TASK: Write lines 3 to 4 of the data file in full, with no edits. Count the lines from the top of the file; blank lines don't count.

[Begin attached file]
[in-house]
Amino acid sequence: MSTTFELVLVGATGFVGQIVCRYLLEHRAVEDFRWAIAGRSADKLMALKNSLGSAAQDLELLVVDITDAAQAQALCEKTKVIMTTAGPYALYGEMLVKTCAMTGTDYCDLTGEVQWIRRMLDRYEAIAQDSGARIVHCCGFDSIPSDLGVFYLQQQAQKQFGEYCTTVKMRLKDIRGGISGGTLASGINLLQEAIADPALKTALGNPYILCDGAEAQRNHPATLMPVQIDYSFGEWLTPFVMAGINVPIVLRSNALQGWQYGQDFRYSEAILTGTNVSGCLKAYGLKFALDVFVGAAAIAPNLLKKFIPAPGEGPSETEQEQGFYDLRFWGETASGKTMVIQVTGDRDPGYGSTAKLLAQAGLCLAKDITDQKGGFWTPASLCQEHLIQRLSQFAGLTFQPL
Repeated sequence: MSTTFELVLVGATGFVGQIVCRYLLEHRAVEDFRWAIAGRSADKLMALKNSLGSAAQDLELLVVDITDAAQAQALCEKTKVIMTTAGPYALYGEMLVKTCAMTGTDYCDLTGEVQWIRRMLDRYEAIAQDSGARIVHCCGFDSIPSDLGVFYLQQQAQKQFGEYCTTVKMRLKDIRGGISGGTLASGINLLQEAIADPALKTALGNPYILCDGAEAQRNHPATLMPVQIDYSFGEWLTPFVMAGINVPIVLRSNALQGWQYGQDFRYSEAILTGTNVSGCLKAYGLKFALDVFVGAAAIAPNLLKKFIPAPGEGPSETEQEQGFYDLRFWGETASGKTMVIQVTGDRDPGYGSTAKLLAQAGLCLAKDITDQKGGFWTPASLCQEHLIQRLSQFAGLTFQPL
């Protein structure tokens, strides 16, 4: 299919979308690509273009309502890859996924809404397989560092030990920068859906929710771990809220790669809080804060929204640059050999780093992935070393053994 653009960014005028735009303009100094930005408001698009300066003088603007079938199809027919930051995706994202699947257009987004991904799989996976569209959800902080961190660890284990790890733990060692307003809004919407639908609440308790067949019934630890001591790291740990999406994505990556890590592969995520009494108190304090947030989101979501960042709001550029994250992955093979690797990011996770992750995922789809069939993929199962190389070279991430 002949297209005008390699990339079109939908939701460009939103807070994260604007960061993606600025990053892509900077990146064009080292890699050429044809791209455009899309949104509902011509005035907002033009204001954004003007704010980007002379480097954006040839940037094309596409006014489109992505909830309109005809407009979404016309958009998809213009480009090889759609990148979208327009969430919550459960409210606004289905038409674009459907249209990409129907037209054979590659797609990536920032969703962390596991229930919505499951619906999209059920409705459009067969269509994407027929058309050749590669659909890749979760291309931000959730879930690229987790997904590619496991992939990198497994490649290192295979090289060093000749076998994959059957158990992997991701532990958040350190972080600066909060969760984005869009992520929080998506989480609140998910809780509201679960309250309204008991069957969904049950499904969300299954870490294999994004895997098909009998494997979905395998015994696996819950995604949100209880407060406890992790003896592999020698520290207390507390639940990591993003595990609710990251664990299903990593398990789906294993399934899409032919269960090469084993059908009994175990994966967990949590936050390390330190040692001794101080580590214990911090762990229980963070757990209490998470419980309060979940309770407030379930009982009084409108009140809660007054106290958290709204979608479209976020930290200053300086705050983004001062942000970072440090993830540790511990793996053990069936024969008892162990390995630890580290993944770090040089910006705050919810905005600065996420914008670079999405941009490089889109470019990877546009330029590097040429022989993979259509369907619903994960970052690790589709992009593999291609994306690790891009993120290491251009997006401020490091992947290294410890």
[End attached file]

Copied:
Repeated sequence: MSTTFELVLVGATGFVGQIVCRYLLEHRAVEDFRWAIAGRSADKLMALKNSLGSAAQDLELLVVDITDAAQAQALCEKTKVIMTTAGPYALYGEMLVKTCAMTGTDYCDLTGEVQWIRRMLDRYEAIAQDSGARIVHCCGFDSIPSDLGVFYLQQQAQKQFGEYCTTVKMRLKDIRGGISGGTLASGINLLQEAIADPALKTALGNPYILCDGAEAQRNHPATLMPVQIDYSFGEWLTPFVMAGINVPIVLRSNALQGWQYGQDFRYSEAILTGTNVSGCLKAYGLKFALDVFVGAAAIAPNLLKKFIPAPGEGPSETEQEQGFYDLRFWGETASGKTMVIQVTGDRDPGYGSTAKLLAQAGLCLAKDITDQKGGFWTPASLCQEHLIQRLSQFAGLTFQPL
């Protein structure tokens, strides 16, 4: 299919979308690509273009309502890859996924809404397989560092030990920068859906929710771990809220790669809080804060929204640059050999780093992935070393053994 653009960014005028735009303009100094930005408001698009300066003088603007079938199809027919930051995706994202699947257009987004991904799989996976569209959800902080961190660890284990790890733990060692307003809004919407639908609440308790067949019934630890001591790291740990999406994505990556890590592969995520009494108190304090947030989101979501960042709001550029994250992955093979690797990011996770992750995922789809069939993929199962190389070279991430 002949297209005008390699990339079109939908939701460009939103807070994260604007960061993606600025990053892509900077990146064009080292890699050429044809791209455009899309949104509902011509005035907002033009204001954004003007704010980007002379480097954006040839940037094309596409006014489109992505909830309109005809407009979404016309958009998809213009480009090889759609990148979208327009969430919550459960409210606004289905038409674009459907249209990409129907037209054979590659797609990536920032969703962390596991229930919505499951619906999209059920409705459009067969269509994407027929058309050749590669659909890749979760291309931000959730879930690229987790997904590619496991992939990198497994490649290192295979090289060093000749076998994959059957158990992997991701532990958040350190972080600066909060969760984005869009992520929080998506989480609140998910809780509201679960309250309204008991069957969904049950499904969300299954870490294999994004895997098909009998494997979905395998015994696996819950995604949100209880407060406890992790003896592999020698520290207390507390639940990591993003595990609710990251664990299903990593398990789906294993399934899409032919269960090469084993059908009994175990994966967990949590936050390390330190040692001794101080580590214990911090762990229980963070757990209490998470419980309060979940309770407030379930009982009084409108009140809660007054106290958290709204979608479209976020930290200053300086705050983004001062942000970072440090993830540790511990793996053990069936024969008892162990390995630890580290993944770090040089910006705050919810905005600065996420914008670079999405941009490089889109470019990877546009330029590097040429022989993979259509369907619903994960970052690790589709992009593999291609994306690790891009993120290491251009997006401020490091992947290294410890």